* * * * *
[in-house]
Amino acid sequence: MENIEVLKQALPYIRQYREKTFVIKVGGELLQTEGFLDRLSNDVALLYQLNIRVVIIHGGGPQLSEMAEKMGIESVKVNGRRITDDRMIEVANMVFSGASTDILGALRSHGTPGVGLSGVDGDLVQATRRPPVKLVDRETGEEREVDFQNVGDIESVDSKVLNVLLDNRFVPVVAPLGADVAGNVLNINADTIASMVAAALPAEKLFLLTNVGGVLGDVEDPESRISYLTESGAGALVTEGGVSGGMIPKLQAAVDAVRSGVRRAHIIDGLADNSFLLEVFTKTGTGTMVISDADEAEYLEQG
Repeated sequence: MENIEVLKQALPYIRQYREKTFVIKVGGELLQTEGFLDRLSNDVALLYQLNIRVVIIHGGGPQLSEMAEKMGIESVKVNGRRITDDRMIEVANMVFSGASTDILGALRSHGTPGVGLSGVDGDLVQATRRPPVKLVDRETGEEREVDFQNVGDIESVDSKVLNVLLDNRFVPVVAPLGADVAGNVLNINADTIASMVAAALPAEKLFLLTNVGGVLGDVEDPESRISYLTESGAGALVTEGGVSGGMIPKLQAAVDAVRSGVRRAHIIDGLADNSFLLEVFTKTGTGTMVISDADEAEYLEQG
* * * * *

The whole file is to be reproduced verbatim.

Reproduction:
[in-house]
Amino acid sequence: MENIEVLKQALPYIRQYREKTFVIKVGGELLQTEGFLDRLSNDVALLYQLNIRVVIIHGGGPQLSEMAEKMGIESVKVNGRRITDDRMIEVANMVFSGASTDILGALRSHGTPGVGLSGVDGDLVQATRRPPVKLVDRETGEEREVDFQNVGDIESVDSKVLNVLLDNRFVPVVAPLGADVAGNVLNINADTIASMVAAALPAEKLFLLTNVGGVLGDVEDPESRISYLTESGAGALVTEGGVSGGMIPKLQAAVDAVRSGVRRAHIIDGLADNSFLLEVFTKTGTGTMVISDADEAEYLEQG
Repeated sequence: MENIEVLKQALPYIRQYREKTFVIKVGGELLQTEGFLDRLSNDVALLYQLNIRVVIIHGGGPQLSEMAEKMGIESVKVNGRRITDDRMIEVANMVFSGASTDILGALRSHGTPGVGLSGVDGDLVQATRRPPVKLVDRETGEEREVDFQNVGDIESVDSKVLNVLLDNRFVPVVAPLGADVAGNVLNINADTIASMVAAALPAEKLFLLTNVGGVLGDVEDPESRISYLTESGAGALVTEGGVSGGMIPKLQAAVDAVRSGVRRAHIIDGLADNSFLLEVFTKTGTGTMVISDADEAEYLEQG